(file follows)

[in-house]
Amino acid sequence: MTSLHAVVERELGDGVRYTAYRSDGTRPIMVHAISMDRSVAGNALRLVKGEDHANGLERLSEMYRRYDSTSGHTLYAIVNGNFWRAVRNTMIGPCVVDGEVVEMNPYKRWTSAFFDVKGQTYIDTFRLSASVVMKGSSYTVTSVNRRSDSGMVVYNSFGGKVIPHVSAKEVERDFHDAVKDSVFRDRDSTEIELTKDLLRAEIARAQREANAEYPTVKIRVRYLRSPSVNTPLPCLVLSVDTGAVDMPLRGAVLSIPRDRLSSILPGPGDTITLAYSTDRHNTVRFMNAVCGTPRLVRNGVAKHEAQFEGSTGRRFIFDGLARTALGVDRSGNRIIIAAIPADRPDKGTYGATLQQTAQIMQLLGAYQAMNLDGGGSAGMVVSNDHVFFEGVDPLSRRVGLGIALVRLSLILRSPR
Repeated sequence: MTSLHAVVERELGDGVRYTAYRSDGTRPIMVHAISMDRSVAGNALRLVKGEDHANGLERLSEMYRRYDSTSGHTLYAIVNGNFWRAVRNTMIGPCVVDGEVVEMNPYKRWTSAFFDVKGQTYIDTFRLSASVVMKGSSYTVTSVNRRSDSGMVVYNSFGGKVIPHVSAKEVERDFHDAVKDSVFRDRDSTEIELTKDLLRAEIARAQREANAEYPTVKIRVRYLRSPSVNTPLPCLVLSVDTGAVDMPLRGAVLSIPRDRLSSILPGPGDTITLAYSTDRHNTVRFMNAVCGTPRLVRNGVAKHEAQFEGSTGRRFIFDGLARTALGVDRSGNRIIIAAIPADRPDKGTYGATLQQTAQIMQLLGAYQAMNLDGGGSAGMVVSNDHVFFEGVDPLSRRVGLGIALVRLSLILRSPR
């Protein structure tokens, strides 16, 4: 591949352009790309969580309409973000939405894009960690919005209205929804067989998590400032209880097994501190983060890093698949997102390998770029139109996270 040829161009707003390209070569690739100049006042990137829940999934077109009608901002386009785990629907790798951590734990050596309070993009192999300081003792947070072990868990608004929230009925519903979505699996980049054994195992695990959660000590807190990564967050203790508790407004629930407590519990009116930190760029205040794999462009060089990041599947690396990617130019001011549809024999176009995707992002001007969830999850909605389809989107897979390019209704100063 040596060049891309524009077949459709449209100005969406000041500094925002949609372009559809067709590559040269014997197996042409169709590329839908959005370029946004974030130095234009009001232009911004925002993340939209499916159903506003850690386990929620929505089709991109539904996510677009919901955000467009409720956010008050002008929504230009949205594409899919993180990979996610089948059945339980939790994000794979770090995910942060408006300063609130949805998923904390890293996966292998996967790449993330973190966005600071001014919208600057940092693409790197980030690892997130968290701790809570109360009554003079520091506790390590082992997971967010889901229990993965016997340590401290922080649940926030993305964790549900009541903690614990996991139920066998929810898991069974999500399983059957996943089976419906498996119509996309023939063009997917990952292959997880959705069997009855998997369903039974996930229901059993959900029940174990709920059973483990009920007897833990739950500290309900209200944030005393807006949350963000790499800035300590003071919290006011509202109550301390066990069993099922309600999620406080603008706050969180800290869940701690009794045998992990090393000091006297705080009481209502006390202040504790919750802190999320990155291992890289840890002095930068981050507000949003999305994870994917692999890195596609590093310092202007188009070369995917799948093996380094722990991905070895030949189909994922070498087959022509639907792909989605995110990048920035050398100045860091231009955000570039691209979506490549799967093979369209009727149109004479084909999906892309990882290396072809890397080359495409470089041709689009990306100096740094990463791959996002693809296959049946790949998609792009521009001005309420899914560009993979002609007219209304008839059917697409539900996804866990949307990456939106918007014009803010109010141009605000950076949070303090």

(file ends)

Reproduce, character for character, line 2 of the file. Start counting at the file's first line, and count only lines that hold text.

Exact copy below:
Amino acid sequence: MTSLHAVVERELGDGVRYTAYRSDGTRPIMVHAISMDRSVAGNALRLVKGEDHANGLERLSEMYRRYDSTSGHTLYAIVNGNFWRAVRNTMIGPCVVDGEVVEMNPYKRWTSAFFDVKGQTYIDTFRLSASVVMKGSSYTVTSVNRRSDSGMVVYNSFGGKVIPHVSAKEVERDFHDAVKDSVFRDRDSTEIELTKDLLRAEIARAQREANAEYPTVKIRVRYLRSPSVNTPLPCLVLSVDTGAVDMPLRGAVLSIPRDRLSSILPGPGDTITLAYSTDRHNTVRFMNAVCGTPRLVRNGVAKHEAQFEGSTGRRFIFDGLARTALGVDRSGNRIIIAAIPADRPDKGTYGATLQQTAQIMQLLGAYQAMNLDGGGSAGMVVSNDHVFFEGVDPLSRRVGLGIALVRLSLILRSPR